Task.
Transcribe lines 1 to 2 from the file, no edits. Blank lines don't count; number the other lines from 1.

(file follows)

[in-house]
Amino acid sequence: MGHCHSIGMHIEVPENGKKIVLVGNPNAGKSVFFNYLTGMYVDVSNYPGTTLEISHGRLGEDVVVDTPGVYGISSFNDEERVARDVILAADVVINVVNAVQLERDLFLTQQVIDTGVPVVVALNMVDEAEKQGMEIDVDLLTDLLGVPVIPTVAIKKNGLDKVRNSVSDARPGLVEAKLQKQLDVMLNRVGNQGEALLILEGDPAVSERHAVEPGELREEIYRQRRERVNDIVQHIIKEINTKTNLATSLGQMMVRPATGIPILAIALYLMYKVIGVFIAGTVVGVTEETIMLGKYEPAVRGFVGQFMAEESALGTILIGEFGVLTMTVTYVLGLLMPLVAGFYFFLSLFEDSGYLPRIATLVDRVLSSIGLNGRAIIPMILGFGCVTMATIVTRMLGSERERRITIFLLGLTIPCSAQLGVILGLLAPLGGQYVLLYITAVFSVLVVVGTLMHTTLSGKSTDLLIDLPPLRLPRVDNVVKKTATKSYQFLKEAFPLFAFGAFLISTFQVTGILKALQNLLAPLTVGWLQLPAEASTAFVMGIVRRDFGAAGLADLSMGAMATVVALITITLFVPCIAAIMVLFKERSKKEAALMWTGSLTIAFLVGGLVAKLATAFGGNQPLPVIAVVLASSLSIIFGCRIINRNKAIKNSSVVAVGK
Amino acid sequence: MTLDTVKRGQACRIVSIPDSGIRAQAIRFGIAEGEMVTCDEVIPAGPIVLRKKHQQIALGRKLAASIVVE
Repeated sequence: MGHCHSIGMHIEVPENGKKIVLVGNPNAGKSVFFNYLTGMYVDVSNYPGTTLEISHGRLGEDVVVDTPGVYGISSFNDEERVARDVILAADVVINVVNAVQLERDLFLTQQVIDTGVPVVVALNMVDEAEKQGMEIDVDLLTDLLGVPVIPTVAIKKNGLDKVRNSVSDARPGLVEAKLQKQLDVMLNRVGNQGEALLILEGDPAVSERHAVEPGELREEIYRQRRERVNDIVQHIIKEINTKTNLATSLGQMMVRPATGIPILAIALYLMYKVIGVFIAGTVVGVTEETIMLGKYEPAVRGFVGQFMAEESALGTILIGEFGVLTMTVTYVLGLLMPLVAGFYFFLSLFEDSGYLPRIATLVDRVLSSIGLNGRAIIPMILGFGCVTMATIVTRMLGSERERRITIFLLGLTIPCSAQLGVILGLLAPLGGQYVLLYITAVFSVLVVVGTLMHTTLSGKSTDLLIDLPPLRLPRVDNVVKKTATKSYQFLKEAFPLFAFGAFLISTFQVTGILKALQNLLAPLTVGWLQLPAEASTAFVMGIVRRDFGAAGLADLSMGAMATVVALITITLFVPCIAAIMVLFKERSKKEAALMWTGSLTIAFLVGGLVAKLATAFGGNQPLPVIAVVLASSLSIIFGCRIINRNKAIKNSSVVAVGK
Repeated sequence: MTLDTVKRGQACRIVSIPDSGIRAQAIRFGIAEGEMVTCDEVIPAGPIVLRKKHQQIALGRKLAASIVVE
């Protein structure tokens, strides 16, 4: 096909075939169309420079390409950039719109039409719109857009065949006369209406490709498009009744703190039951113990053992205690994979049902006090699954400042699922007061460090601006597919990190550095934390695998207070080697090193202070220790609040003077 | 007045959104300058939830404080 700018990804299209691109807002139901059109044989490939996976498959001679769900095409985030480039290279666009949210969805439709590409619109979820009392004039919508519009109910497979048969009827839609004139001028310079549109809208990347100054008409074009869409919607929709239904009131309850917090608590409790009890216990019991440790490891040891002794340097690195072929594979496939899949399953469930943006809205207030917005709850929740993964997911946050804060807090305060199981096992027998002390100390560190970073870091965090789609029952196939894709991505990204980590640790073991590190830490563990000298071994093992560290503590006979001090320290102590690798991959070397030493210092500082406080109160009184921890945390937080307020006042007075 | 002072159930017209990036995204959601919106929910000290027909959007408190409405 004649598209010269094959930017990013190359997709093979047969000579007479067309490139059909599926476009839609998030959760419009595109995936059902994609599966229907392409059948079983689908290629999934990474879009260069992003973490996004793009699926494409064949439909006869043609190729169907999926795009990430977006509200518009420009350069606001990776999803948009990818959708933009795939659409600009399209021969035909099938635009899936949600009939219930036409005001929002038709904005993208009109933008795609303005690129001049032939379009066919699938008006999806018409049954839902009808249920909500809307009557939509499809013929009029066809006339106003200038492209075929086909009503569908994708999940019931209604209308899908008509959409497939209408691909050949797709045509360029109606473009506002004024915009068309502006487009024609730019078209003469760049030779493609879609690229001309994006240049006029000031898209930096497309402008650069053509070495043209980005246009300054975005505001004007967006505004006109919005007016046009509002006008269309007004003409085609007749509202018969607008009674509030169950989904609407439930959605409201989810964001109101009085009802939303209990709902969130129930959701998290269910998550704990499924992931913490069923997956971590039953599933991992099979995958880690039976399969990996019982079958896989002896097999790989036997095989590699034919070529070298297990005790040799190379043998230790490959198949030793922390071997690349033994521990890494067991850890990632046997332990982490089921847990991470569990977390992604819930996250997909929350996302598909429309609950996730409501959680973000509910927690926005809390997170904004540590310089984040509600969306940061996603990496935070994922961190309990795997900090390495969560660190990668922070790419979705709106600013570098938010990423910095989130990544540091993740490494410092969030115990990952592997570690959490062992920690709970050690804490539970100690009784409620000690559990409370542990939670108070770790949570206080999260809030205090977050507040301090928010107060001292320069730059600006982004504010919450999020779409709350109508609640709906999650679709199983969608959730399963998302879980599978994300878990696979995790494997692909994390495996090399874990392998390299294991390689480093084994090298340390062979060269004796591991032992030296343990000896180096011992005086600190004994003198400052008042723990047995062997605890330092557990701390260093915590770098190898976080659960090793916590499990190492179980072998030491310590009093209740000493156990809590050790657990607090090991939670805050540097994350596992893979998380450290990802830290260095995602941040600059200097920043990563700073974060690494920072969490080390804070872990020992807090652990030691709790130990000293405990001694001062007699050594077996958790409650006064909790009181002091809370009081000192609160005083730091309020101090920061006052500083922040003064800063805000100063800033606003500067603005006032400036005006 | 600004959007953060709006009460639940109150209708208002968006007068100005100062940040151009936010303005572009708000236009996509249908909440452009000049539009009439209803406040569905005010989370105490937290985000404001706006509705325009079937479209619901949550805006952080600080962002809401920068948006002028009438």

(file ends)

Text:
[in-house]
Amino acid sequence: MGHCHSIGMHIEVPENGKKIVLVGNPNAGKSVFFNYLTGMYVDVSNYPGTTLEISHGRLGEDVVVDTPGVYGISSFNDEERVARDVILAADVVINVVNAVQLERDLFLTQQVIDTGVPVVVALNMVDEAEKQGMEIDVDLLTDLLGVPVIPTVAIKKNGLDKVRNSVSDARPGLVEAKLQKQLDVMLNRVGNQGEALLILEGDPAVSERHAVEPGELREEIYRQRRERVNDIVQHIIKEINTKTNLATSLGQMMVRPATGIPILAIALYLMYKVIGVFIAGTVVGVTEETIMLGKYEPAVRGFVGQFMAEESALGTILIGEFGVLTMTVTYVLGLLMPLVAGFYFFLSLFEDSGYLPRIATLVDRVLSSIGLNGRAIIPMILGFGCVTMATIVTRMLGSERERRITIFLLGLTIPCSAQLGVILGLLAPLGGQYVLLYITAVFSVLVVVGTLMHTTLSGKSTDLLIDLPPLRLPRVDNVVKKTATKSYQFLKEAFPLFAFGAFLISTFQVTGILKALQNLLAPLTVGWLQLPAEASTAFVMGIVRRDFGAAGLADLSMGAMATVVALITITLFVPCIAAIMVLFKERSKKEAALMWTGSLTIAFLVGGLVAKLATAFGGNQPLPVIAVVLASSLSIIFGCRIINRNKAIKNSSVVAVGK